The Commercial Hotel in the late 19th or early 20th century. The hotel is on the left. The building in the centre is most likey the billiard room and the building on the right the butchers shop and possibly store.

In the late 1850s the town and district was said to have a population of around 5000. Tents and bark huts were the most common form of accommodation in the shire rate records, most of them occupied by single men.

“Shops and houses were distributed along a formed street; even tobacconists, jewellers and tailors were established, and trade was flourishing. Wealth seemed never ending. Lack of currency did not inconvenience the population, for small nuggets and fine gold formed the medium of exchange. Every tradesman had his delicately balanced gold scales. Old pioneers report having seen diggers spend £50 on Saturday nights over the bar counter.”

In 1862 The Leigh District Roads Board was formed with the intention of improving roads in the district. This body was the forerunner of the Leigh Shire Council. In November of 1863 John tendered for the task of rate collector for the entire Leigh district, an area of about 8000 square kilometres mostly to the south and east of Rokewood, along with seven or eight other contenders. He was unsuccessful in his bid but it is interesting to note that the successful tenderer was required to put down a £250 surety. This would mean that by this stage, ten years after his arrival in the colony, John had accumulated some substantial capital. When he left Glasgow the rate of pay for a labourer in Glasgow at the time was £1 per week.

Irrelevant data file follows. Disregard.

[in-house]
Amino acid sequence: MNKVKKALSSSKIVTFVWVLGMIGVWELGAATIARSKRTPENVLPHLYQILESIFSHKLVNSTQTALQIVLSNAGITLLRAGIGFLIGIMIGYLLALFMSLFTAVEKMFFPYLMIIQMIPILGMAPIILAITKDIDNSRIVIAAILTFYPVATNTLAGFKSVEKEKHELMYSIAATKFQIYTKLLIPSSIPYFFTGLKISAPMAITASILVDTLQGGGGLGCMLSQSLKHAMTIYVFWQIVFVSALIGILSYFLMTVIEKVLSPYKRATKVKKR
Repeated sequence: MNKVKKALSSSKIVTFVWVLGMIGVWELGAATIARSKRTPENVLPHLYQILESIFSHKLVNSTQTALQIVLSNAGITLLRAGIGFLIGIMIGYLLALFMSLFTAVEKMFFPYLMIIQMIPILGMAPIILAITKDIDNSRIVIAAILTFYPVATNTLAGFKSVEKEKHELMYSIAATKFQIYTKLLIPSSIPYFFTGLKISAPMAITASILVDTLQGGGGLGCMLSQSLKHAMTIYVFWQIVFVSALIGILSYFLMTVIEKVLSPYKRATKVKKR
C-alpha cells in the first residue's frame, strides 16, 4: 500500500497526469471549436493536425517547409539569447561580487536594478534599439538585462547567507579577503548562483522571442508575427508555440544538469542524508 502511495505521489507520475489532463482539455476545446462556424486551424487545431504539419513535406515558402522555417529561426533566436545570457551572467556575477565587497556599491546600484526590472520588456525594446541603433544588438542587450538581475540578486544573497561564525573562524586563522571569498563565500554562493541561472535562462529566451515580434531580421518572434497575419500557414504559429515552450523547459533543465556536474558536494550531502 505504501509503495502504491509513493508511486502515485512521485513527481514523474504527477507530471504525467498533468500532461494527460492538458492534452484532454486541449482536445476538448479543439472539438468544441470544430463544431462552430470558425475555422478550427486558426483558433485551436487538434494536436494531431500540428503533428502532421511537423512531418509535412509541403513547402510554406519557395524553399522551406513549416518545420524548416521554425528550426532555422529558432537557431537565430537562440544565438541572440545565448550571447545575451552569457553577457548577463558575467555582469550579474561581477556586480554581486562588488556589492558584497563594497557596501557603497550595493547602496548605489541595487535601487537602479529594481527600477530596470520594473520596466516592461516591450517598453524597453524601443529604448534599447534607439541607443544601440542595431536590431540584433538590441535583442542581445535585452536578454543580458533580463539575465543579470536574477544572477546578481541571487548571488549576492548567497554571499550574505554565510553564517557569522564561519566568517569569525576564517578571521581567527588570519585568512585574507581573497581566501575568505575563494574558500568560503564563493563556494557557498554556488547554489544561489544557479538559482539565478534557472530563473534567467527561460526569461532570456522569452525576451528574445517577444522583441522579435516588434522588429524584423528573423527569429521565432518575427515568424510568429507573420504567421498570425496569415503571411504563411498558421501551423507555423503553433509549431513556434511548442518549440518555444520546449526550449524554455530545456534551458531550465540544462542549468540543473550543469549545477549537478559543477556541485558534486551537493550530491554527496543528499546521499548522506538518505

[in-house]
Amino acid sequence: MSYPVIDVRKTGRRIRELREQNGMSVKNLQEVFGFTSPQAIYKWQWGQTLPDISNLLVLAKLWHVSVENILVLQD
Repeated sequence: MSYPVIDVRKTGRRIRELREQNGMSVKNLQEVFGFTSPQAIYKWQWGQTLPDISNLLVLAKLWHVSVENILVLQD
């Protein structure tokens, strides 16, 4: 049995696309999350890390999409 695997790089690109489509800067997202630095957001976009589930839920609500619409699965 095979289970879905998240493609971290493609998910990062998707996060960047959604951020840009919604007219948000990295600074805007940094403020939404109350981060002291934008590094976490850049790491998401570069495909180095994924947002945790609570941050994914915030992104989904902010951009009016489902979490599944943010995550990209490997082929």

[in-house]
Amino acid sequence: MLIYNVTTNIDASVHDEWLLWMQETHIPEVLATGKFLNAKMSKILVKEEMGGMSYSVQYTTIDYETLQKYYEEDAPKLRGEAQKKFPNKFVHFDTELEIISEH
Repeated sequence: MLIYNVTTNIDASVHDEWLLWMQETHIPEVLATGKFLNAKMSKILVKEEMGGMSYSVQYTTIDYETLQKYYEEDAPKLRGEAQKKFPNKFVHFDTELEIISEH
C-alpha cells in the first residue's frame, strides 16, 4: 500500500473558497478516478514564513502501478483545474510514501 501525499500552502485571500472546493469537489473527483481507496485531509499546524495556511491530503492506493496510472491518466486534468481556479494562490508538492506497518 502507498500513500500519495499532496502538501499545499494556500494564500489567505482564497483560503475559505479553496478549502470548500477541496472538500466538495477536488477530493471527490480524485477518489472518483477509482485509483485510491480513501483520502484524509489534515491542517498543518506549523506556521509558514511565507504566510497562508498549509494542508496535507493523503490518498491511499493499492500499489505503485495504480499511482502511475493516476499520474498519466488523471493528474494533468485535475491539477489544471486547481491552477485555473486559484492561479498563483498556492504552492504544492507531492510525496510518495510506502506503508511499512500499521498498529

In the Leigh District rate records of December 1863, the first year of such records, John Boyle is recorded as resident in Corindhap in what is described as a ‘house and store’, the rateable value of which was £12.

In 1864, following the accidental drowning of John, another son was born, and named John – to ‘replace’ the ones who had died previously. This giving of the same name as a child who had died earlier was a common Victorian-era practice. John married Mary Anne Moylan (Taylor).

John Boyle - possibly during 1930s

In October 1865 the rate records list John as the proprietor of the Break O’ Day Hotel, valued at £30. By 1866 outbuildings had been added and the rateable value had jumped to £64. In 1867 a daughter Agnes was born but she died the same year. In 1866 John is recorded as owning 20 acres of land at Pinchgut, north-east of the town. In 1867, as well as still being the proprietor of the hotel, John was leasing 20 acres of crown land in the town. In this year Corindhap “reached the zenith of its fame.” In 1868 another daughter was born at Rokewood and named Mary, although she was later to be known both as Nancy and Agnes. She married Ephraim Webb and they later emigrated to New Zealand.